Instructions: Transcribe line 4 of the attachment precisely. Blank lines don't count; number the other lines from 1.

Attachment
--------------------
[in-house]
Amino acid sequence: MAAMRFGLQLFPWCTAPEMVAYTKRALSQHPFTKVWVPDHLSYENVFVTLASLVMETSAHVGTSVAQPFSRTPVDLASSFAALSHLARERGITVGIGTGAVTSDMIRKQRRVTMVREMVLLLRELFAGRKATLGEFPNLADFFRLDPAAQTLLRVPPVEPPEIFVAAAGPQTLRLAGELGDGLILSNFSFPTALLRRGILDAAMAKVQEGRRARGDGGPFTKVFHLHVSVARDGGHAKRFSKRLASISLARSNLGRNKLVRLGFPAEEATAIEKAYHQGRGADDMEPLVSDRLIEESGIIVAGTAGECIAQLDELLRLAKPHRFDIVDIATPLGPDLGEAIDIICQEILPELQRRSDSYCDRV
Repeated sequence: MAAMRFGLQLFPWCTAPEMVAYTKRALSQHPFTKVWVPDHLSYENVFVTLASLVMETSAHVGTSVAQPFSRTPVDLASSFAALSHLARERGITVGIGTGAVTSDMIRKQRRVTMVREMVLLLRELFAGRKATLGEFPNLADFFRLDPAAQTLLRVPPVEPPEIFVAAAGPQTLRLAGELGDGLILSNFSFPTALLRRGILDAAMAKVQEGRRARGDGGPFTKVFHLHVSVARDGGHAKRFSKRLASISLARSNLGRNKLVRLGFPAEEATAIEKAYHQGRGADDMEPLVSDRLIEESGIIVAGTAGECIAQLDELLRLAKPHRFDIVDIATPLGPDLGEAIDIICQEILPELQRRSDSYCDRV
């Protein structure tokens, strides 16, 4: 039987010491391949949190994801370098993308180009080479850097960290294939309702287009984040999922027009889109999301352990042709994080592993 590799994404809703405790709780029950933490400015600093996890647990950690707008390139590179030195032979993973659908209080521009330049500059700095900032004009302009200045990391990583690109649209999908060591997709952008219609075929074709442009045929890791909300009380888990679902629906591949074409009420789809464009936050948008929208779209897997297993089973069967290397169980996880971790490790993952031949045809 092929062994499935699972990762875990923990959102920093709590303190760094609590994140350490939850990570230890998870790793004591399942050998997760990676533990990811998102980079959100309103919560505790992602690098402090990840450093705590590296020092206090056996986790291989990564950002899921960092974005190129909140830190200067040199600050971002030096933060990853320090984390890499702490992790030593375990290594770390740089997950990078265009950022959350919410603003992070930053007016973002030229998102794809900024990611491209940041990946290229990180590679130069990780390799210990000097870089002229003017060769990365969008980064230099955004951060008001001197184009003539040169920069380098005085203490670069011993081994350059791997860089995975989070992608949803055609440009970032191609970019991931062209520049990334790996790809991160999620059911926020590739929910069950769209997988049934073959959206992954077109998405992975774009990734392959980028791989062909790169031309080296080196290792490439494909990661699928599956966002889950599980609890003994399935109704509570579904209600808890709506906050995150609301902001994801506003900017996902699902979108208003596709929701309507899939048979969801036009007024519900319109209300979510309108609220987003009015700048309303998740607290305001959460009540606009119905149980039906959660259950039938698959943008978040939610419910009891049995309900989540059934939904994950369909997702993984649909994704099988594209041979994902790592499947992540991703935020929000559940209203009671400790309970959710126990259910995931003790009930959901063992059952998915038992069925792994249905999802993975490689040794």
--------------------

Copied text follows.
């Protein structure tokens, strides 16, 4: 039987010491391949949190994801370098993308180009080479850097960290294939309702287009984040999922027009889109999301352990042709994080592993 590799994404809703405790709780029950933490400015600093996890647990950690707008390139590179030195032979993973659908209080521009330049500059700095900032004009302009200045990391990583690109649209999908060591997709952008219609075929074709442009045929890791909300009380888990679902629906591949074409009420789809464009936050948008929208779209897997297993089973069967290397169980996880971790490790993952031949045809 092929062994499935699972990762875990923990959102920093709590303190760094609590994140350490939850990570230890998870790793004591399942050998997760990676533990990811998102980079959100309103919560505790992602690098402090990840450093705590590296020092206090056996986790291989990564950002899921960092974005190129909140830190200067040199600050971002030096933060990853320090984390890499702490992790030593375990290594770390740089997950990078265009950022959350919410603003992070930053007016973002030229998102794809900024990611491209940041990946290229990180590679130069990780390799210990000097870089002229003017060769990365969008980064230099955004951060008001001197184009003539040169920069380098005085203490670069011993081994350059791997860089995975989070992608949803055609440009970032191609970019991931062209520049990334790996790809991160999620059911926020590739929910069950769209997988049934073959959206992954077109998405992975774009990734392959980028791989062909790169031309080296080196290792490439494909990661699928599956966002889950599980609890003994399935109704509570579904209600808890709506906050995150609301902001994801506003900017996902699902979108208003596709929701309507899939048979969801036009007024519900319109209300979510309108609220987003009015700048309303998740607290305001959460009540606009119905149980039906959660259950039938698959943008978040939610419910009891049995309900989540059934939904994950369909997702993984649909994704099988594209041979994902790592499947992540991703935020929000559940209203009671400790309970959710126990259910995931003790009930959901063992059952998915038992069925792994249905999802993975490689040794």